Aa
A
A
A
Close
Ovarian Cancer Community
6.27k Members
Avatar universal

rational me vs. anxiety me--is anyone else like this??

I won't go into my whole history, but for the last 4 months I've had much pelvic pain (inc. ER visit); I've been looked at by 1 U/S and 1 CT, which both said dermoid cyst and pelvic fluid; the U/S saw a small basically simple cyst on the other side. I'm awaiting the results of a 2nd U/S done Friday.

My problem is this: crippling anxiety. These are the 2 sides of my thinking, and I go back and forth uncontrollably between them.

rational me: both the 1st U/S and CT said mainly dermoid cyst, which is benign!
anxiety me: but maybe they're wrong! I'm sure the 2nd U/S will show something awful

rational: some free pelvic fluid is normal; I've read that many places (including here)
anxiety: fluid=cancer!

rational: at my age (35) a benign cause is far more likely
anxiety: people my age DO get OVCA! And most were told at 1st that they were "too young" for cancer, as I have been.

rational: my GYN isn't that concerned; she's an expert, I should listen to her
anxiety: I've read so many stories of "unconcerned" docs who basically ignored major problems

I spend HOURS on the Web reading everything possible about ovarian/gyn problems, and I even with that, I go between thinking, hey I need to be educated to take control of my health vs. I'm doing nothing but sending myself into panic state reading all these stories about people who ended up having cancer (even tho I KNOW they are a small minority).

Basically I'm posting this because I'd love to hear from other women who struggle with rational thought vs. crippling anxiety as they search for a d/x for their symptoms
22 Responses
167426 tn?1254089835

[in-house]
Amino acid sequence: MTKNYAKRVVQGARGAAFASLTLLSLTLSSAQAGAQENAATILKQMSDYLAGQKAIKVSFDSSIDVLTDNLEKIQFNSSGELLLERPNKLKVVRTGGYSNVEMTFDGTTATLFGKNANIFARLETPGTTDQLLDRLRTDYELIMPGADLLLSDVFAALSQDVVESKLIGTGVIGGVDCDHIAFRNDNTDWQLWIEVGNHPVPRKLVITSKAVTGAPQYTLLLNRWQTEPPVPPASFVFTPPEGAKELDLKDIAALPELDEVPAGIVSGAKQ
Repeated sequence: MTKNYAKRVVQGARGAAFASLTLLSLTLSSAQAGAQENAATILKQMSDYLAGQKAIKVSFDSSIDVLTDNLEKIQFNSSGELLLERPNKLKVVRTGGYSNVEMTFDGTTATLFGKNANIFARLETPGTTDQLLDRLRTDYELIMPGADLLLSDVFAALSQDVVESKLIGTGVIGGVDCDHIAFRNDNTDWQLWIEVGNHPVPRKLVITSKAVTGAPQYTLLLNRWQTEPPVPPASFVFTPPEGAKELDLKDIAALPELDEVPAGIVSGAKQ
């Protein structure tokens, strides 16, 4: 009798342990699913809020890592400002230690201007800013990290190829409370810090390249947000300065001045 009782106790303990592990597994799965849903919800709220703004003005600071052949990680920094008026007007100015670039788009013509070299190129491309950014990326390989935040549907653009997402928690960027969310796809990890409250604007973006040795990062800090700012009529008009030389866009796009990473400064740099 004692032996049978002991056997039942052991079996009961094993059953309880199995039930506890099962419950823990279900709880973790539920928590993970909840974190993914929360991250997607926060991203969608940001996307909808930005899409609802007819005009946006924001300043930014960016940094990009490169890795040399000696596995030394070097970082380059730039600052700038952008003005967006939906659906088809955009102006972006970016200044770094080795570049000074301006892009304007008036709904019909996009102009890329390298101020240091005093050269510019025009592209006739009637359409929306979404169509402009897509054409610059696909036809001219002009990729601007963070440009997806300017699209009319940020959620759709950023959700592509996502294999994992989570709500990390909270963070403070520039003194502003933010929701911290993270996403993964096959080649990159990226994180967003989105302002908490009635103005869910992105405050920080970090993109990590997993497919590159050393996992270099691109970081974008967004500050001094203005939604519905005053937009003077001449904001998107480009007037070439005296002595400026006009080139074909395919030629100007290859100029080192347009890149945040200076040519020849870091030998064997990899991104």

getting a CA 125 blood test  might relieve some of the anxiety. it is not always realible  but it does show a raised level most of the time in OVCA.
Avatar universal
Thanks--I may ask my dr for the CA-125.

I know this is a forum primarily for people who have been diagnosed with cancer--thanks for letting me vent for a minute about my fear and anxiety even though I haven't received a diagnosis.

I wish everyone here the best--your stories and knowledge are really inspiring.
Avatar universal
You betchya, if it makes you feel better, I too struggled with rational thought vs. crippling anxiety as I waited for my surgery, and the results.  There are women here who have experienced both benign and more sinister outcomes ... we all support each other and we all know how you feel!  We all felt like you do, honest!
  
Please try not to allow the anxiety to ruin your health!!! (easy to say I know).  You really can make yourself feel awful, and quite possibly for no reason.  Maybe try some relaxation techniques, a yoga class??  I am no magician, but reading what you wrote, it sounds like you will be OK....my doctor was kind of like yours, and it turned out benign.
Odd how we scare the pants off ourselves about this stuff, yet don't worry about driving down the road (far more deaths in car accidents!!!!)
Best wishes.  Post anytime, we are always here!
Katie
Avatar universal
I think the same way you do but I've added another element to my thinking that keeps the fear at bay.  That's taking a more spiritual approach that to me is really superior to my analytical thinking.  "If that be my fate then that be my fate."  If I ask for his help, God will equip me with everything I need to fight the good fight.  Just like he sends the "angel teachers" here on this sight to comfort others.  My outlook is fear is faith in negative, power to the dark forces.  It is a constant battle to tame that "beast within" but triumph and victory is possible!  By seeking knowledge you are headed in the right direction.  Know that many have knowledge, but few have wisom.  So I pray for wisdom.  Peace to all.
Avatar universal
Just like you, when I found out from my doctor that the ultrasound did not show the harmless fibroids they thought it was, I went crazy.  I remember sitting in a parking lot that day and just crying and driving around the city aimlessly.  That first phone call began the instructions in my file that said "do not call patient, call husband" because I did not hear anything after "hello, we have the results".  I would say try not to worry (mine did come back completely clear and I am 33), but everyone told me that and it almost drove me nuts everytime I would hear that.  But on the other side of it, I wish I hadn't worried as much as I did for the month going down to the surgery.  I really did do a number on my body and mind with all of the worrying that month.